Rhonda Vincent: the queen of bluegrass – November 2001
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Rhonda Vincent: the queen of bluegrass  Print

By Joel Bernstein, November 2001

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Having already done some production work on her earlier records, so she was clearly interested in progressing in that area of the business. She has gone on to produce both of her Rounder albums.

After Giant, Vincent found herself at a crossroads. "It was a transition, having gone from playing with my family to being on my own. Unsure what type of music to make, "after two years, I had to make a decision. I had played a couple of festivals, really enjoying myself, and I decided on this path. In country music, they wanted me to be center stage and forget about the instruments."

Vincent then rounded up a strong group of veteran pickers and formed her band The Rage. Banjo player Tom Adams and fiddler Mike Cleveland have won IBMA honors on their respective instruments. (Cleveland, however, has just announced plans to leave the group.) Younger brother Darrin Vincent, who also grew up in the family act, plays bass and serves as the main harmony vocalist on the album.

After choosing her direction and her band, she wound up signing with Rounder, which gave her the best of both worlds. With much better distribution then Rebel, Rounder also provides the creative control she could never have gotten with a major label.

"They give me the freedom to record anything I want, any style. We talk about it beforehand, but it's great that they trust me and my musical decisions."

Her Rounder debut, appropriately called "Back Home Again," took her career to a new level. Signed with Rounder for one more album, Vincent expresses hope that her stay there will be longer.

Bluegrass has always been a genre that seems able to adapt just about any style of song to its needs, from the reggae of "The Harder They Come" to the heavy metal of AC/DC. Vincent doesn't go that far afield in finding her material, but she still goes outside the strictly bluegrass arena. Her latest includes songs made famous by Hank Williams and Ernest Tubb. It also includes "Don't Lie," a recent hit for Trace Adkins, which in Vincent's hands becomes neo-Louvin Brothers.

"I look for songs that make my heart jump," she says. "It has to be something I enjoy listening to. Then I get up and try it myself."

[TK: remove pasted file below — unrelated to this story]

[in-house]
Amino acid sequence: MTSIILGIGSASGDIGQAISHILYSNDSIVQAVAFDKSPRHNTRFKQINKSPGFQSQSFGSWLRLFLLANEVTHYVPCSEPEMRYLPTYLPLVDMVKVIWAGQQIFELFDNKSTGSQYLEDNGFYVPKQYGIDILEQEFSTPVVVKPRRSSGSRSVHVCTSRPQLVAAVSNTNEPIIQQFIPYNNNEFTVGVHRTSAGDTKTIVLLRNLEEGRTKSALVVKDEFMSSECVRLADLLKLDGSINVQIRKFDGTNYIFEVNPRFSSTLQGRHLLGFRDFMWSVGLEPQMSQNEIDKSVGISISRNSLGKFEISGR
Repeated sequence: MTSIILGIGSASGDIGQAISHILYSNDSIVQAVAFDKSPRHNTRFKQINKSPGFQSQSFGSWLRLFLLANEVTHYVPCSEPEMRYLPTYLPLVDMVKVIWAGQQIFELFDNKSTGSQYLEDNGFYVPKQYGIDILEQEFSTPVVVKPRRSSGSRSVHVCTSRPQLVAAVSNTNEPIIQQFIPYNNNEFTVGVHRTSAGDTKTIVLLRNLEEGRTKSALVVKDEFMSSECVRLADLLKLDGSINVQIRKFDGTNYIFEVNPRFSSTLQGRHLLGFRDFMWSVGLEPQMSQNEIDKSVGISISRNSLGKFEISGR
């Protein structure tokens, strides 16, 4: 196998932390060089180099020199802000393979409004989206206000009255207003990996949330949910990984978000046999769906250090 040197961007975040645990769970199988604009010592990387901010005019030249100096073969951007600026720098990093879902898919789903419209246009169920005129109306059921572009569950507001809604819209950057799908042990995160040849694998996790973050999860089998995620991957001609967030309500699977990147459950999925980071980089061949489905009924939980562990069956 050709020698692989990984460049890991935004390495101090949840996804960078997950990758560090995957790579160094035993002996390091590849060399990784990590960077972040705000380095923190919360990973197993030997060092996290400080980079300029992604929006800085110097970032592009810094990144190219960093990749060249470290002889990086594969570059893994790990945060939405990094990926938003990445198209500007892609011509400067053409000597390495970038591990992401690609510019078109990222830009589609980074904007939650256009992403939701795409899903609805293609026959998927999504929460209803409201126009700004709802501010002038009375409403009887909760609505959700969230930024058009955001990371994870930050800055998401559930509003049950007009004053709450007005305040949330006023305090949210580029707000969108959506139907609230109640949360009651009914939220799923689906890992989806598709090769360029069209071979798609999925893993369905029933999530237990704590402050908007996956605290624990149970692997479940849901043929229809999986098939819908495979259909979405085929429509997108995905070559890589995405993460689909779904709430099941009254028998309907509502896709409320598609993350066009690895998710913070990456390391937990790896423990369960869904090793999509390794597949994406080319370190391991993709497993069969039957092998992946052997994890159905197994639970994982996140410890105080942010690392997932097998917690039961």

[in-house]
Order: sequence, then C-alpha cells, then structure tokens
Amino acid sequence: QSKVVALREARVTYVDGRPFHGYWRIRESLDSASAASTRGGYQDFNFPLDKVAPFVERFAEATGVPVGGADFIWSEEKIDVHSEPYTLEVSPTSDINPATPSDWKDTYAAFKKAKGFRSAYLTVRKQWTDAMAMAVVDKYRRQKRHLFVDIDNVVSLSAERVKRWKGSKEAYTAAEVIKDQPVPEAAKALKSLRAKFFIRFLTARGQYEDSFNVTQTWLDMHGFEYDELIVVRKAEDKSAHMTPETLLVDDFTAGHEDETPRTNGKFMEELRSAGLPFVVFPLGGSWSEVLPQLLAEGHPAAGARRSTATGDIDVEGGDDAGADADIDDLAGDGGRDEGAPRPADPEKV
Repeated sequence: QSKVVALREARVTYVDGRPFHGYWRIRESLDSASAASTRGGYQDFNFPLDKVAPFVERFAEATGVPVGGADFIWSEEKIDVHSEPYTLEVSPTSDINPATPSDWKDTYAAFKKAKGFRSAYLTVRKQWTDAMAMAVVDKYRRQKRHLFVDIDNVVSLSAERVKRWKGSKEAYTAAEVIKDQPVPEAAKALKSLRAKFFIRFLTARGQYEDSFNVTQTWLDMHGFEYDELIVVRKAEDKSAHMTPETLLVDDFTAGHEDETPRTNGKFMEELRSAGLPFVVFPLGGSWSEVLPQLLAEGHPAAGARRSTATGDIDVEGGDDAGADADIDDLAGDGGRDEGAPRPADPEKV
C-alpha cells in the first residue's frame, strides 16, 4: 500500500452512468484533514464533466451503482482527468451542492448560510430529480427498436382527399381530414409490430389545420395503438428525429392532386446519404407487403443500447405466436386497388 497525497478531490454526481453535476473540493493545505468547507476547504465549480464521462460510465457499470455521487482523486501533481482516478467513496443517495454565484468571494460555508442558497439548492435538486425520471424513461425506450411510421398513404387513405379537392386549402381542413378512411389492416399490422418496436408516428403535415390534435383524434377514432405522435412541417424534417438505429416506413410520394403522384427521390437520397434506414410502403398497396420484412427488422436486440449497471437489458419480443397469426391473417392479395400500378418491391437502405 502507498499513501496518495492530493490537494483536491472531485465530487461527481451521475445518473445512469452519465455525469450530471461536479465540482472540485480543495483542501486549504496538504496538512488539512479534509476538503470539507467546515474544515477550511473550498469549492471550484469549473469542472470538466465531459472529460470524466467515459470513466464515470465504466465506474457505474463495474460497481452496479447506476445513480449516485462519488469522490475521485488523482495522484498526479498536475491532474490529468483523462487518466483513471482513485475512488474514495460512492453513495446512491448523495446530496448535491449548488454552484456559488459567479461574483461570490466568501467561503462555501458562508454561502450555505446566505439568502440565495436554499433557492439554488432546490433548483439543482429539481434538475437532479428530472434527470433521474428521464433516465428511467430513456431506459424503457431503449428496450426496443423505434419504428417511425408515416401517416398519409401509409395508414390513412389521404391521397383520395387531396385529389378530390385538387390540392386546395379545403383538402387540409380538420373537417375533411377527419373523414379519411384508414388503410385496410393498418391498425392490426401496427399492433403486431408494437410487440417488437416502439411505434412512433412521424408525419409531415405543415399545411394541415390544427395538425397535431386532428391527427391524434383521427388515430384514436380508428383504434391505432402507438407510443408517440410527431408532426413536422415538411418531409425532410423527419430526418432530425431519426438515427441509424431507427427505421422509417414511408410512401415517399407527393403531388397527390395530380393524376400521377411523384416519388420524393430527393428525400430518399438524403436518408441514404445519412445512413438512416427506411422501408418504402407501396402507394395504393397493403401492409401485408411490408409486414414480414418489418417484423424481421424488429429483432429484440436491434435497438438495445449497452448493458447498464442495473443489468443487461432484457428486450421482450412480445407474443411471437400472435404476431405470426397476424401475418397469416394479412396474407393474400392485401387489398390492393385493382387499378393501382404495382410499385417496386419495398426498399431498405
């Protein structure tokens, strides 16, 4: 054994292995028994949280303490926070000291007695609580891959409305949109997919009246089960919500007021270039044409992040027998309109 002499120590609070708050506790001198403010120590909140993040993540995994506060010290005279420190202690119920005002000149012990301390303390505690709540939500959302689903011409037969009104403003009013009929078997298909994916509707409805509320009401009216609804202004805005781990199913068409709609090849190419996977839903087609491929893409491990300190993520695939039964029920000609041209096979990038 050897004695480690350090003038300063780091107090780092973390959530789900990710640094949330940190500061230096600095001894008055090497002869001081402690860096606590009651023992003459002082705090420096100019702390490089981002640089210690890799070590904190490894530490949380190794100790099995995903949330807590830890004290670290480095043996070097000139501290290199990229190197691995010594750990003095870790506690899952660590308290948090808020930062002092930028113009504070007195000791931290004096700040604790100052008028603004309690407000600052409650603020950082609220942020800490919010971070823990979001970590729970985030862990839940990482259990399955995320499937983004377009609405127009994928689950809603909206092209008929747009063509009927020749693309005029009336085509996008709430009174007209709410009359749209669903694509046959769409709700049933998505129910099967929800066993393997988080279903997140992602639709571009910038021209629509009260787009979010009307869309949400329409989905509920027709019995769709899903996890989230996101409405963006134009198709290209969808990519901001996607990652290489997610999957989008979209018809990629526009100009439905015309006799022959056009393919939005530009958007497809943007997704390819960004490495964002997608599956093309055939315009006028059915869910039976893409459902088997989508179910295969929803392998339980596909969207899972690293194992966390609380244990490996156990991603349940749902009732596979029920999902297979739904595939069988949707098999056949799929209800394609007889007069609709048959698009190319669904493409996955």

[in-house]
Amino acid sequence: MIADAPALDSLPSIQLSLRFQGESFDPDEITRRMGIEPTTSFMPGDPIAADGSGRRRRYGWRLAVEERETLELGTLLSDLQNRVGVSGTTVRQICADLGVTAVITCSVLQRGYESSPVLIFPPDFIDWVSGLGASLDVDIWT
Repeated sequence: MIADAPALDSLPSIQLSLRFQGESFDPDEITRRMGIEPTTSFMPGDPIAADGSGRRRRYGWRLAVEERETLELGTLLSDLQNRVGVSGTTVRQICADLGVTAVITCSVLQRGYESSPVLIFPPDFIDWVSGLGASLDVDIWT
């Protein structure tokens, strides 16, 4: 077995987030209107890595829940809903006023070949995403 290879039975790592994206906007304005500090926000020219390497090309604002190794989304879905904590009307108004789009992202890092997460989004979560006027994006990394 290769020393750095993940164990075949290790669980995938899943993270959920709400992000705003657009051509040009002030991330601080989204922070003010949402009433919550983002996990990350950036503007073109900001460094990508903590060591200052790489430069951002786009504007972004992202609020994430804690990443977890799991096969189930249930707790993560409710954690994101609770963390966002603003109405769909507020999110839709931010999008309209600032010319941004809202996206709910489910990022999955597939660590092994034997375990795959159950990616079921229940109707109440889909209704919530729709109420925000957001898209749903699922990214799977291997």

Vincent has gotten a little bit fussier stylistically. "I used to record anything I felt like recording. Starting with 'Back Home Again,' I tried to set up perimeters and a specific style I want to represent."

"Little Angels," a song on "Back Home Again" which concerns child abuse, is a song Vincent gets very passionate about. "It was given to me by a lady in Canada. She just handed me a tape. I get tapes all the time, and you never know what will be on them."

"Driving Nails In My Coffin" seems an odd choice, if only because it's a drinking song, and Vincent says she's never had a drop of drink. "I had heard it by Ernest Tubb, but never thought of doing it myself. My husband and I have a restaurant in Kirksville, Mo., and every Wednesday we have bluegrass night. I heard it there, and one night, I just got up and told my band I wanted to try it."

Vincent has three songs on her latest album co-written with Terry Herd and refers to it as her songwriting debut, even though technically it's not. "I had written songs as a teenager, but that was before my children were born, When you have little ones to take of, there are no quiet moments. Now they're teenagers and have their own lives, so there are times I can get away."

Vincent's songwriting blossomed when she met Herd, a noted bluegrass broadcaster and satellite radio consultant. "I had started 'Cry Of The Whippoorwill' and could not get it finished. He took a look, and came back the next day with five more verses. Now, one of us will get an idea and call the other one. Most of our songwriting is done on the Internet, by Instant Messenger or email or on cell phones. Only just before I'm ready to record do we get together in person. A lot of people want to co-write with me, but when I say this is the way I work they say 'I don't think I could do that'." I have such a busy life, it's the only way for me."

Not every song Vincent loves will suit her style, and that even includes songs she's written. "There's one that I wrote with Terry and recorded it, but it just doesn't work for me. So, I'll be pitching it. I've already gotten it into the hands of Alan Jackson. It's got more of that straight country beat."

She recently returned from playing in Switzerland, Germany, France and England. Although older country music has always had a big following there, the "O Brother" impact was still noticeable.

"It's on all the movie channels over there. We played a country music festival. We were the only bluegrass band, and the response was wonderful."

Vincent is glad to serve as an international ambassador for bluegrass. She's also happy that she and some other acts are providing inspiration for girls who want to be musicians. "I played with The Dixie Chicks for years. I watched them and saw how hard they worked. They're very talented. Alison Krauss opened a lot of doors for young girls, and so did they."

And perhaps some of these girls will grow up to be like Rhonda Vincent, who says, "I'm doing what I love. I feel like I'm living my dream."

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